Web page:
Visitors to the San Francisco Bay in January 2019 were greeted with a sight not seen for decades: thousands of charismatic surf scoters bobbing merrily on the salty water. Male surf scoters are especially engrossing; their bright orange and white bills and white-ringed eyes stand in stark contrast with their sleek, mostly black, feathered bodies. Traditionally, as many as half of this diving sea duck’s Pacific Flyway population has overwintered in the Bay Area, scooping up clams and Pacific herring eggs in the waters of the region’s eelgrass beds. In the 1980s, up to 30,000 surf scoters were counted here.
But in the last three decades, researchers have observed a dramatic decline in the surf scoter numbers in the Bay Area, tied to a litany of challenges. Eelgrass beds, which support the herring roe scoters so enjoy, have declined. Climate warming has affected their tundra and boreal forest nesting grounds in Alaska. In 2007, the Cosco Busan oil spill killed more than 1,100 surf scoters, and the highly urbanized nature of the Bay places constant pressure on estuary ecosystems.
A joint U.S. Fish and Wildlife Service and U.S. Geological Survey of the Bay Area’s estuaries conducted midwinter each year reflects those challenges. From 2013 through 2017, researchers counted between 2,000 and just over 3,500 surf scoters each year.
Last year was different.
“The number of scoters was really high in 2018,” says Cheryl Strong, a wildlife biologist with the USFWS at the San Francisco Bay National Wildlife Refuge Complex, and author of the latest waterfowl survey. Strong says the survey, which has been around since the early 1980s, was originally contrived to ensure waterfowl hunting limits were set accurately. The agencies continue the survey once a year “because it’s our one good snapshot to look at duck distributions around the Bay and see what areas they’re using,” she says.
Birds, Strong adds, are some of nature’s best eco-indicators. From duck counts, scientists can get a much wider sense of how the Bay is doing.
“If you’ve got birds in a large area foraging, you can assume to some extent the invertebrate community is doing well, which says a lot about water quality and pollutants,” Strong says.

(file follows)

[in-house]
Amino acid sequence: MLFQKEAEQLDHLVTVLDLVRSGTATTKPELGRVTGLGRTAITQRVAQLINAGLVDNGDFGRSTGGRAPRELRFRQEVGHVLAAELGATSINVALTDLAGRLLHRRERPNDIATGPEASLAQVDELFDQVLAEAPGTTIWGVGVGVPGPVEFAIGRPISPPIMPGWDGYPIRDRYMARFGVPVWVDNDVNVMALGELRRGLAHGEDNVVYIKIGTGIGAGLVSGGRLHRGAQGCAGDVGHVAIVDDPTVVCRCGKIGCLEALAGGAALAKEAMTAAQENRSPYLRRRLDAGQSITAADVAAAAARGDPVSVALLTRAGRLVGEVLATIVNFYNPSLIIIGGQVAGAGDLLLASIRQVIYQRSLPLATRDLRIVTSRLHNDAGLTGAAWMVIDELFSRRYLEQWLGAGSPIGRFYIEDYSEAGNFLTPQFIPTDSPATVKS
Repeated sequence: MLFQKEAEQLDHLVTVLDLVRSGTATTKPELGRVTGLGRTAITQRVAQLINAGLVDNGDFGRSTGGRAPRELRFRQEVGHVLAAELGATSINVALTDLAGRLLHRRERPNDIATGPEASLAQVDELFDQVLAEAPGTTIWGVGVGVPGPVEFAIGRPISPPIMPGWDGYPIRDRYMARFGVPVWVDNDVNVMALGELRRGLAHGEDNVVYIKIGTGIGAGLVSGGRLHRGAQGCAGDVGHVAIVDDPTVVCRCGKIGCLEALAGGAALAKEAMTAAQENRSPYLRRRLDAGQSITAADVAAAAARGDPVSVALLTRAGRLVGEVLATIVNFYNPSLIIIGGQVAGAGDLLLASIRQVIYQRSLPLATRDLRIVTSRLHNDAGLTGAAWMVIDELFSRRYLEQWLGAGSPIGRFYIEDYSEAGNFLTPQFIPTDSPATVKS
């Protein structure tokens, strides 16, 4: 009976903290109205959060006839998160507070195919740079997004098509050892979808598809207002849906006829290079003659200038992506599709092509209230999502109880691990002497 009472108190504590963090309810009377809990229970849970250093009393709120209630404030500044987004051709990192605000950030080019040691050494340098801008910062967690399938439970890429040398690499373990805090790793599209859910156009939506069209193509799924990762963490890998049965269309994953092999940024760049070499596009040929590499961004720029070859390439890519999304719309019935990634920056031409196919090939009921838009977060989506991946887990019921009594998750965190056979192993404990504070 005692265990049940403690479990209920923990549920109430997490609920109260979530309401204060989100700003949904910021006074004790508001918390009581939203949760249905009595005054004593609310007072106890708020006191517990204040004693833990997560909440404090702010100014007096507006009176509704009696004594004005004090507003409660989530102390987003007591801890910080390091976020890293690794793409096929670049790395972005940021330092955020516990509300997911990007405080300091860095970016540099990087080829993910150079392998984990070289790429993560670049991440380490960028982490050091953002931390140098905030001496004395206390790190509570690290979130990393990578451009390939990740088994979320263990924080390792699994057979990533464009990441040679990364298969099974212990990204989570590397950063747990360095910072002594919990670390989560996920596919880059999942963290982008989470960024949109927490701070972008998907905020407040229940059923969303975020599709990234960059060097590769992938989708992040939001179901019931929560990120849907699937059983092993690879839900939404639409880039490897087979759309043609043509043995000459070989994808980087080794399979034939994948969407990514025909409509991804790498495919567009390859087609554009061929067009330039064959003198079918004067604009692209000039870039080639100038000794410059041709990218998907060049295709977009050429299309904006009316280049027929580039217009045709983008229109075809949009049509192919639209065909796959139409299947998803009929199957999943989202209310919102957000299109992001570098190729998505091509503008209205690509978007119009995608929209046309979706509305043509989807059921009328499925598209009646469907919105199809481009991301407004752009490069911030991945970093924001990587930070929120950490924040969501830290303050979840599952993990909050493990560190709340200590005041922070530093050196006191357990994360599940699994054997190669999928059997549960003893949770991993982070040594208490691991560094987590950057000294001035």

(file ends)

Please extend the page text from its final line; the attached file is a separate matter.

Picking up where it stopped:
Surveyors split the San Francisco estuary into three regions that include the Outer Coast, San Francisco Bay and Suisun Bay. They conduct aerial surveys via helicopter, twin-engine plane or single-wing, single-engine Cessna, plus ground counts.
Near the end of 2018, researchers observed 14,562 surf scoters. Nearly 9,000 were counted in the Central Bay, more than the total number of surf scoters counted during the previous five surveys combined. But scientists aren’t quite ready to call it a comeback. John Takekawa, operations manager for the Suisun Resource Conservation District, and longtime waterfowl research biologist with the USGS and Audubon, says piecing together what may be behind 2018’s strong surf scoter numbers is like trying to do a puzzle without all of the pieces.
“I’d call it hopeful,” he says of the results. “The real truth is you need to two to three years of numbers before you believe it. One year, it’s hard to know if it’s a trend.”
One reason is linked to the source of the information itself: the San Francisco Estuary Midwinter Waterfowl Survey. Survey Coordinator Strong says the quality of the data is largely dependent on mother nature herself. Fog, a staple in the Bay, makes for bad bird counting conditions. Similarly, in some years, areas are not surveyed due to funding limitations or other challenges.
“This is a one day a year survey and it has so many limitations,” she says. But, she adds, its importance as indicator of waterfowl health in the region is hard to overstate: “It is the only game in town.”
Both Takekawa and Strong caution the high numbers in 2018 could be a blip. They note it could be that the number of wintering surf scoter in other places, like Southern California, were low this year. More may have simply chosen to spend time in the Bay. Still, these sea ducks are sensitive species; they respond to the presence, or lack thereof, of food resources. In 2018, researchers observed a similar population bump for the scaup, a mid-sized diving duck similar to the surf scoter. Takekawa says that’s a positive sign it’s not a blip — that the health of the Bay is probably doing well.
“To me this indicates the Bay is healthy and contribution to the flyway is strong, and we hope it stays that way,” he says.